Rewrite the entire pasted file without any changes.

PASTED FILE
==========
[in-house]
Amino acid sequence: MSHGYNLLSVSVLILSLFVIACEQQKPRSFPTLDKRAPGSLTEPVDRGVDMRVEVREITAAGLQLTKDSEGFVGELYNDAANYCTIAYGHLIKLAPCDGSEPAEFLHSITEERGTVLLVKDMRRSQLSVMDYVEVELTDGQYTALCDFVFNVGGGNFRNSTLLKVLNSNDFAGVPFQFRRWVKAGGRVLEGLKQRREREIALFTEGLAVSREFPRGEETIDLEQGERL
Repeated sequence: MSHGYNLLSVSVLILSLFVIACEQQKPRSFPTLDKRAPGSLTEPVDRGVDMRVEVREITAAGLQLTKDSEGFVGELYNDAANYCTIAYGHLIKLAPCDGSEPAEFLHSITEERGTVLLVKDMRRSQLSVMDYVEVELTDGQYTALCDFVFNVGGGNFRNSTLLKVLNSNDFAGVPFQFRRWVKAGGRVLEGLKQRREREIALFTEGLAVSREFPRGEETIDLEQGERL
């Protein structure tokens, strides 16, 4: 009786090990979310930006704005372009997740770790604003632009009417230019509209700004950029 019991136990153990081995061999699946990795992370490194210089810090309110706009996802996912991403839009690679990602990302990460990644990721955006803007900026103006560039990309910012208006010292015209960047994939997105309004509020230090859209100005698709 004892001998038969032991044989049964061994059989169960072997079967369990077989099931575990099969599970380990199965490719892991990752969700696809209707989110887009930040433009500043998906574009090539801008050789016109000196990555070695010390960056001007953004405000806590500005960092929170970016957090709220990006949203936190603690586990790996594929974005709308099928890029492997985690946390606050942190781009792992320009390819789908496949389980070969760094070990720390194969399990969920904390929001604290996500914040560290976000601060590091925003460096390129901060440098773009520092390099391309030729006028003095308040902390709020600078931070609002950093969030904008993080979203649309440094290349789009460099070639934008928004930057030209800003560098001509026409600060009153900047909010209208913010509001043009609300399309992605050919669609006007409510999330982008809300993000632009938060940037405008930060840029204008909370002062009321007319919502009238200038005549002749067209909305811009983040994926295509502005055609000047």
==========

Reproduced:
[in-house]
Amino acid sequence: MSHGYNLLSVSVLILSLFVIACEQQKPRSFPTLDKRAPGSLTEPVDRGVDMRVEVREITAAGLQLTKDSEGFVGELYNDAANYCTIAYGHLIKLAPCDGSEPAEFLHSITEERGTVLLVKDMRRSQLSVMDYVEVELTDGQYTALCDFVFNVGGGNFRNSTLLKVLNSNDFAGVPFQFRRWVKAGGRVLEGLKQRREREIALFTEGLAVSREFPRGEETIDLEQGERL
Repeated sequence: MSHGYNLLSVSVLILSLFVIACEQQKPRSFPTLDKRAPGSLTEPVDRGVDMRVEVREITAAGLQLTKDSEGFVGELYNDAANYCTIAYGHLIKLAPCDGSEPAEFLHSITEERGTVLLVKDMRRSQLSVMDYVEVELTDGQYTALCDFVFNVGGGNFRNSTLLKVLNSNDFAGVPFQFRRWVKAGGRVLEGLKQRREREIALFTEGLAVSREFPRGEETIDLEQGERL
């Protein structure tokens, strides 16, 4: 009786090990979310930006704005372009997740770790604003632009009417230019509209700004950029 019991136990153990081995061999699946990795992370490194210089810090309110706009996802996912991403839009690679990602990302990460990644990721955006803007900026103006560039990309910012208006010292015209960047994939997105309004509020230090859209100005698709 004892001998038969032991044989049964061994059989169960072997079967369990077989099931575990099969599970380990199965490719892991990752969700696809209707989110887009930040433009500043998906574009090539801008050789016109000196990555070695010390960056001007953004405000806590500005960092929170970016957090709220990006949203936190603690586990790996594929974005709308099928890029492997985690946390606050942190781009792992320009390819789908496949389980070969760094070990720390194969399990969920904390929001604290996500914040560290976000601060590091925003460096390129901060440098773009520092390099391309030729006028003095308040902390709020600078931070609002950093969030904008993080979203649309440094290349789009460099070639934008928004930057030209800003560098001509026409600060009153900047909010209208913010509001043009609300399309992605050919669609006007409510999330982008809300993000632009938060940037405008930060840029204008909370002062009321007319919502009238200038005549002749067209909305811009983040994926295509502005055609000047």